Congress grills Michigan officials over Flint water crisis

WASHINGTON (MEDIA GENERAL) – For the first time since a Federal emergency was declared for residents of Flint, Michigan, on Wednesday members of the House of Representatives held a hearing into the water crisis which has plagued the Midwestern city.

“I’m disappointed in the response, at the local level, at the state level, and at the Federal level,” said Rep. Jason Chaffetz (R-California) during a hearing in the House Government Reform and Oversight committee. Wednesday’s hearing is the result of confusion and chaos for Flint residents who’ve recently learned their drinking water was contaminated with lead.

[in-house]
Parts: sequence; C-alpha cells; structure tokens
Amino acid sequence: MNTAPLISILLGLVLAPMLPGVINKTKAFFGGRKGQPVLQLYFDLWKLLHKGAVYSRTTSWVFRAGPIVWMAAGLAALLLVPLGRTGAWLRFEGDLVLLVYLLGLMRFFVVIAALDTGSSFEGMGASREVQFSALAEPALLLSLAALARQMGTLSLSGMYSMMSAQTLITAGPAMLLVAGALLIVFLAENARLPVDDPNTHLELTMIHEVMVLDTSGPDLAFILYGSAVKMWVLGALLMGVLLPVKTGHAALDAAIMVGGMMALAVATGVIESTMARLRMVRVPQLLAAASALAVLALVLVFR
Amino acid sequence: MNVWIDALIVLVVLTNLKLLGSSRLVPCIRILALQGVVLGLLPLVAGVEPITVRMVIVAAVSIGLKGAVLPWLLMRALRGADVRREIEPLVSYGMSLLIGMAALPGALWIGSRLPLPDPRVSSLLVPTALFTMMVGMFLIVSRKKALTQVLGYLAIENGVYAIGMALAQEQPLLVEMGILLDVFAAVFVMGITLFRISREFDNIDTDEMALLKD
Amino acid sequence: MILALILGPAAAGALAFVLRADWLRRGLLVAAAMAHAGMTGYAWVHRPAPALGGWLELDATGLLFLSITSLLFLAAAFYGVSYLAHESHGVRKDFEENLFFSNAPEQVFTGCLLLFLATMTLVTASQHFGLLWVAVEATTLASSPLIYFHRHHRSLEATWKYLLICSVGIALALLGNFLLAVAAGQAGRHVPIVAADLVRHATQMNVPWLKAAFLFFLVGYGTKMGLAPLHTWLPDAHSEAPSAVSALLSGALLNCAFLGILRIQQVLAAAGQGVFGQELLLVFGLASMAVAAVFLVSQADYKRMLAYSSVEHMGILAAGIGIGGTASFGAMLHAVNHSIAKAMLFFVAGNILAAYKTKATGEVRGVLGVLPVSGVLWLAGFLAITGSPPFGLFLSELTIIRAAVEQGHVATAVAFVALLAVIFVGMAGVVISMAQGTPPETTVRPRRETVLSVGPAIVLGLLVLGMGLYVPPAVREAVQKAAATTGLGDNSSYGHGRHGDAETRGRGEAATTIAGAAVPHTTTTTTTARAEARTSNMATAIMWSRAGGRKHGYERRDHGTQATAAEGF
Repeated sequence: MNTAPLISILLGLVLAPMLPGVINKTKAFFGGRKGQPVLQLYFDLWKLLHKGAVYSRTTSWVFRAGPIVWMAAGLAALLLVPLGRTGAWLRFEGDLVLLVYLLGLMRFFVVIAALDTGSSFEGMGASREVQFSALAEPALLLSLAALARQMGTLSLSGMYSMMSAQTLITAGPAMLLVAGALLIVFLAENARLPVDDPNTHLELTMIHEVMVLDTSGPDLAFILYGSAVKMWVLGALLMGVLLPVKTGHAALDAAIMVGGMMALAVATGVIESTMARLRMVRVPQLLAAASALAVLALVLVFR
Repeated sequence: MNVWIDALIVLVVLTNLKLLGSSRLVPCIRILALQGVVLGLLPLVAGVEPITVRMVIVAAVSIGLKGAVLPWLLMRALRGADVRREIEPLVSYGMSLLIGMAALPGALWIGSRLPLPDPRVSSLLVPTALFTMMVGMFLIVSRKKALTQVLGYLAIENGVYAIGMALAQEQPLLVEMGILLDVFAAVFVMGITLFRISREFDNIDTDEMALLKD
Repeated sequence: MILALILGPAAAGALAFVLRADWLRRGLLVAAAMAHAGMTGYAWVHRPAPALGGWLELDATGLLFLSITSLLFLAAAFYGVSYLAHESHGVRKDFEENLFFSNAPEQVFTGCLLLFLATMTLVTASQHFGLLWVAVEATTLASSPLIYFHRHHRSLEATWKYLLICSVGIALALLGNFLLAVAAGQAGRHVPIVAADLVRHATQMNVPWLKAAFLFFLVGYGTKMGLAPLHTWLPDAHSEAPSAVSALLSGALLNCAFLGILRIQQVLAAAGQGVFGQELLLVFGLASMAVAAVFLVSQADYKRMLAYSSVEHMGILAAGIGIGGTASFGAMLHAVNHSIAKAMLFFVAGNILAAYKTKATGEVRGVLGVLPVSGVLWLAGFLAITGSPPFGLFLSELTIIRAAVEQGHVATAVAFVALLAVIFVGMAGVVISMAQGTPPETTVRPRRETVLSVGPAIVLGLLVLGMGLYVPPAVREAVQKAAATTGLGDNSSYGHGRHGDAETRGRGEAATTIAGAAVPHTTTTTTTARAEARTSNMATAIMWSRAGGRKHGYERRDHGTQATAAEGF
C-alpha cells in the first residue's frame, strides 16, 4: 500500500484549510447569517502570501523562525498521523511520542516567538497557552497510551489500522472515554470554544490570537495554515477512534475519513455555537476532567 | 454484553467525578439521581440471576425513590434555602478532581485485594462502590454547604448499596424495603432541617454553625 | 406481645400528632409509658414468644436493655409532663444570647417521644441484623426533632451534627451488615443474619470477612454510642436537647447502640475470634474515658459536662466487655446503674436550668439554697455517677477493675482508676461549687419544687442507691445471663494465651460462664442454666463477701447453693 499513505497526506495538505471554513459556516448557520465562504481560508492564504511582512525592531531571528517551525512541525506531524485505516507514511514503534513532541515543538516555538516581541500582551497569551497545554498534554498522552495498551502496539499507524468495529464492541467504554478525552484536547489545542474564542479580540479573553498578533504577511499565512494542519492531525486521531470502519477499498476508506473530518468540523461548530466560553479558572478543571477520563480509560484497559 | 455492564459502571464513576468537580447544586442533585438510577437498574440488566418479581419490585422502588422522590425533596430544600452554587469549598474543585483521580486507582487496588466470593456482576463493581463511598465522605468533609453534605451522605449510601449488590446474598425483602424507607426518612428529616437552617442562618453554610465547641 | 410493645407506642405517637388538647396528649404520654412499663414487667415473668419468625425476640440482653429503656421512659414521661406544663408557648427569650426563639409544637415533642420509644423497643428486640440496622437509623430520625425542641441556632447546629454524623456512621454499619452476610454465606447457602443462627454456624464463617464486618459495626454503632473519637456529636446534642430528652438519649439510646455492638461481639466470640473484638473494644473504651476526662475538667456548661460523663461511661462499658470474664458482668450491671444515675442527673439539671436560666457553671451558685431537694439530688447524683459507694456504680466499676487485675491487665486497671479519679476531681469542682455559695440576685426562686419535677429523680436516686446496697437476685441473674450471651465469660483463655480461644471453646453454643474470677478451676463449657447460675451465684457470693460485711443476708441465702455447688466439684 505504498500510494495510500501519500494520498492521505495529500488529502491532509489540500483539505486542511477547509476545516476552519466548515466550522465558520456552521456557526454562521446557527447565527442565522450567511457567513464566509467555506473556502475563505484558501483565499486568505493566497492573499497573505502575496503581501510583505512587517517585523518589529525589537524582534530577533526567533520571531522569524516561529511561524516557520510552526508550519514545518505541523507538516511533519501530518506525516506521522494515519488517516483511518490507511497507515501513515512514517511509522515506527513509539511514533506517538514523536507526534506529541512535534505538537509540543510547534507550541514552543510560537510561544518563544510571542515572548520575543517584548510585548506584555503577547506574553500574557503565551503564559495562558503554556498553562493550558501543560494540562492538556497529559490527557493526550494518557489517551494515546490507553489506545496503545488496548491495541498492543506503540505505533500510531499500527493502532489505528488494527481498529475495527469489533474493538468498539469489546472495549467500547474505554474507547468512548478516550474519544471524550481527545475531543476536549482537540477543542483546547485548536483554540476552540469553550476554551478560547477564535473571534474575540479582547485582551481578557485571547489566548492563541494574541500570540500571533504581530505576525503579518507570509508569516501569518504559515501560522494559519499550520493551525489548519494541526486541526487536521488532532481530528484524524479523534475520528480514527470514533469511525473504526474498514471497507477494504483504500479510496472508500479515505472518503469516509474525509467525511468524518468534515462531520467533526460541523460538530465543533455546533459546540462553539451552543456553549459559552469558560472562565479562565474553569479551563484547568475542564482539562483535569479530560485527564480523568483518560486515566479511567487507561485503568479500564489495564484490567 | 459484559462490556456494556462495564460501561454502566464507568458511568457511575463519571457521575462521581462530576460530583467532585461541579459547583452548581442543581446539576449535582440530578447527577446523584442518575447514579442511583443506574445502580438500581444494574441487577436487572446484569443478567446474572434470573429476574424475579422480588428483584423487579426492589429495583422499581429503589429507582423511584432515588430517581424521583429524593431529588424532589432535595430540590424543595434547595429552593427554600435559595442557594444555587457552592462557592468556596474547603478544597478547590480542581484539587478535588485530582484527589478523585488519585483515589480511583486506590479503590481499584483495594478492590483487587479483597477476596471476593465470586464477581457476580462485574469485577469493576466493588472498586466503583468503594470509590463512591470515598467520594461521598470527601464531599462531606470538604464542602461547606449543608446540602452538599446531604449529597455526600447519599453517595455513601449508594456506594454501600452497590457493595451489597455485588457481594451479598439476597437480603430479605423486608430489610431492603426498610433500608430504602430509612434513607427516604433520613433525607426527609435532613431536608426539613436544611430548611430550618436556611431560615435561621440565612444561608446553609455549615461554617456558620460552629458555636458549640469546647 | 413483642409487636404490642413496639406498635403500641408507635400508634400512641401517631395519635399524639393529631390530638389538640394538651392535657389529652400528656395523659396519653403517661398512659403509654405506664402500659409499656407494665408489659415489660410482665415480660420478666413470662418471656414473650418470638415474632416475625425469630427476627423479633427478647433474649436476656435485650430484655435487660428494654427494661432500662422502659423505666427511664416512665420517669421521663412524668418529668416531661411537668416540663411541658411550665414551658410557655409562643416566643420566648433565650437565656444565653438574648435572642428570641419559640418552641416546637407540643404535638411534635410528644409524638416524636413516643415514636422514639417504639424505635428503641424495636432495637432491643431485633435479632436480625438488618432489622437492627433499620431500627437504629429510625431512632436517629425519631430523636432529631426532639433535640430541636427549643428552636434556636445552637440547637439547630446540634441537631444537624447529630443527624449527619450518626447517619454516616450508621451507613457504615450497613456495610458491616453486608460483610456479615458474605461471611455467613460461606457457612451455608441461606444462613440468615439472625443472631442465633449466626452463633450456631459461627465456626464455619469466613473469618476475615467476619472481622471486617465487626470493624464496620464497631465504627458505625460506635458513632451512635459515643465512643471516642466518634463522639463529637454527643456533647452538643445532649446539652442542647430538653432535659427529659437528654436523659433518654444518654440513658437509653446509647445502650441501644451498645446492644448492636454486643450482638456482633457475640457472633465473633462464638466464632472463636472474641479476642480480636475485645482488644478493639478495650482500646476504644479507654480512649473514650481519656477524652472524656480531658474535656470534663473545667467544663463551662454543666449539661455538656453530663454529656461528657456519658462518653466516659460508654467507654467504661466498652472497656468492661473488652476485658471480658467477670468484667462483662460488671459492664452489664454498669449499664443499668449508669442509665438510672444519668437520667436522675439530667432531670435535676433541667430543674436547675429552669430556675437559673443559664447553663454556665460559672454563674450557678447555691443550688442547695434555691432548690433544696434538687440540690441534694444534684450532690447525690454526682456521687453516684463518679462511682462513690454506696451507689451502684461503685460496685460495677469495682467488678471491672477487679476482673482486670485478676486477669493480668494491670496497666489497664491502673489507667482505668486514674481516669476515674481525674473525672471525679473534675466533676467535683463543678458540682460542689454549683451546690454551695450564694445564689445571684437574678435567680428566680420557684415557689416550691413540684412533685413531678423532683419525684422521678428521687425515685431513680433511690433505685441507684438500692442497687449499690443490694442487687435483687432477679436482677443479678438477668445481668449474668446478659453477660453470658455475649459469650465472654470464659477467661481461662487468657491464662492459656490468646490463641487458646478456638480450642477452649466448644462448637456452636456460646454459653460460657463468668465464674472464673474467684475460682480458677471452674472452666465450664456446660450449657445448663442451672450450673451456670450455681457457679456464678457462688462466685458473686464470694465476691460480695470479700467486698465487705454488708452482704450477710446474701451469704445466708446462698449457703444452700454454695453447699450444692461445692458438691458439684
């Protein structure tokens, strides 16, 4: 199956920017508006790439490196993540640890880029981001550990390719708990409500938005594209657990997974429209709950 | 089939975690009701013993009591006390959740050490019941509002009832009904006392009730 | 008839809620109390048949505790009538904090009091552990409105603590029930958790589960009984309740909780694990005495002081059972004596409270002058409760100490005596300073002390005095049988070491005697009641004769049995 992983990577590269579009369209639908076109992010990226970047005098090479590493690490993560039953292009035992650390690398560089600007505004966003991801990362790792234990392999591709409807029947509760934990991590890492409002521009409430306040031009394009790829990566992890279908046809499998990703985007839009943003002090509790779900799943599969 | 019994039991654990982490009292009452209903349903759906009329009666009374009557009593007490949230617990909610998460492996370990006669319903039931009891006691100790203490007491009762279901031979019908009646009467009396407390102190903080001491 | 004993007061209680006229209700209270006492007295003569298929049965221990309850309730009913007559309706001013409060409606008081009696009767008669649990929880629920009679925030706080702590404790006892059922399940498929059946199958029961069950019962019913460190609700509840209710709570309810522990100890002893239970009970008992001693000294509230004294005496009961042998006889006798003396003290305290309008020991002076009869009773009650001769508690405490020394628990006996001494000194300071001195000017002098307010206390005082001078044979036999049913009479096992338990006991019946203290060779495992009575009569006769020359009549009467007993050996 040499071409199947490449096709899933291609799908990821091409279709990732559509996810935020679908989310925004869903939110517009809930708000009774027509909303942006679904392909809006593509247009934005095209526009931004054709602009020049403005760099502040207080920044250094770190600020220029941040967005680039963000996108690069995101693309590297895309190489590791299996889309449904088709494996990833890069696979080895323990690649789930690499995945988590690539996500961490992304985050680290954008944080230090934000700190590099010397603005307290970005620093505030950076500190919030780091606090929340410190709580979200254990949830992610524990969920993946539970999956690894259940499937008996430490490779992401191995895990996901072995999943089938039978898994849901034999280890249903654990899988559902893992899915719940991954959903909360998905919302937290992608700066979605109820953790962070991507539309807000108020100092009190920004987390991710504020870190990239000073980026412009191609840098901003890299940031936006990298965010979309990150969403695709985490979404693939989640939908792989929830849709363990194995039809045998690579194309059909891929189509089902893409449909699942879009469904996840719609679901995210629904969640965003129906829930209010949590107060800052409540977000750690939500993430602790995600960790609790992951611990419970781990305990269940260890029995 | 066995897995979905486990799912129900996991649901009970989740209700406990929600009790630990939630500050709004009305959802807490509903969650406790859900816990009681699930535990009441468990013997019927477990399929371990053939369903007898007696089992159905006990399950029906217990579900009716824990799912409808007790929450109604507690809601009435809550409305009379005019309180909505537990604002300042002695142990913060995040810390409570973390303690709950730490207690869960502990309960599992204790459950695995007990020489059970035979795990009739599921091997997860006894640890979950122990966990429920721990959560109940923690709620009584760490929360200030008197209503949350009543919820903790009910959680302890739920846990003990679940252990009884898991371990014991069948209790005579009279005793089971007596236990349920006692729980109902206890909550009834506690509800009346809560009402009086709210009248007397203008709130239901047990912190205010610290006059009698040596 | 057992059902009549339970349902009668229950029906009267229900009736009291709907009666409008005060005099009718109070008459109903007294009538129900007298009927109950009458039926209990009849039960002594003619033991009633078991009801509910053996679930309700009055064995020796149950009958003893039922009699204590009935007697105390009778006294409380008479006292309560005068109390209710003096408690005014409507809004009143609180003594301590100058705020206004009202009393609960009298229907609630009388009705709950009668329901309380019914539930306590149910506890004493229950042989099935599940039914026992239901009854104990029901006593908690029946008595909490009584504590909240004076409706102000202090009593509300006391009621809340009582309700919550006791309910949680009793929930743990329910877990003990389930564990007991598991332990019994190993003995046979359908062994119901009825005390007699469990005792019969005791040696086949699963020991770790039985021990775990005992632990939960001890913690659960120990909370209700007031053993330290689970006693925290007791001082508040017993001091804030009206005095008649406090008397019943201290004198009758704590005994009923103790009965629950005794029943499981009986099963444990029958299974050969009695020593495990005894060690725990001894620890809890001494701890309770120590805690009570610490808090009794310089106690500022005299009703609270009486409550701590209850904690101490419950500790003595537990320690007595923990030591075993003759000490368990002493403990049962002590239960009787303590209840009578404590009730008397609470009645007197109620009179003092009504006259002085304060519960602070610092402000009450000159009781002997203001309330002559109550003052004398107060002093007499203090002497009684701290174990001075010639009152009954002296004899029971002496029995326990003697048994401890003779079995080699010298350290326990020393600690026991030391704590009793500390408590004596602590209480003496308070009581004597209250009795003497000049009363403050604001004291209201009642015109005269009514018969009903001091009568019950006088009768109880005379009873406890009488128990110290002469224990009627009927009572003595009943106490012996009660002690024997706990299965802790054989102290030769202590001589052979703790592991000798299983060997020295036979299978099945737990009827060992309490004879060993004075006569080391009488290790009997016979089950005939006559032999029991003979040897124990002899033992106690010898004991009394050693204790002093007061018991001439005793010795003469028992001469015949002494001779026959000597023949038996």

“We fought the city, and the state, saying there was something wrong but we were dismissed.” said Leanne Walters, a Flint resident who worked with researchers to test her water for unusual chemicals. Wednesday’s hearing started with an unusual request to the U.S. Marshal’s Service to physically serve subpoenas to some Michigan officials who failed to appear for the hearing.

Flint’s water crisis began in 2014 after state officials switched the city’s water supply from its previous source. The new system was not properly monitored and allowed for lead to soak into the system that delivered water to thousands of Flint residents. The White House has declared a state of emergency as as result of the crisis. A separate FBI criminal investigation remains ongoing.

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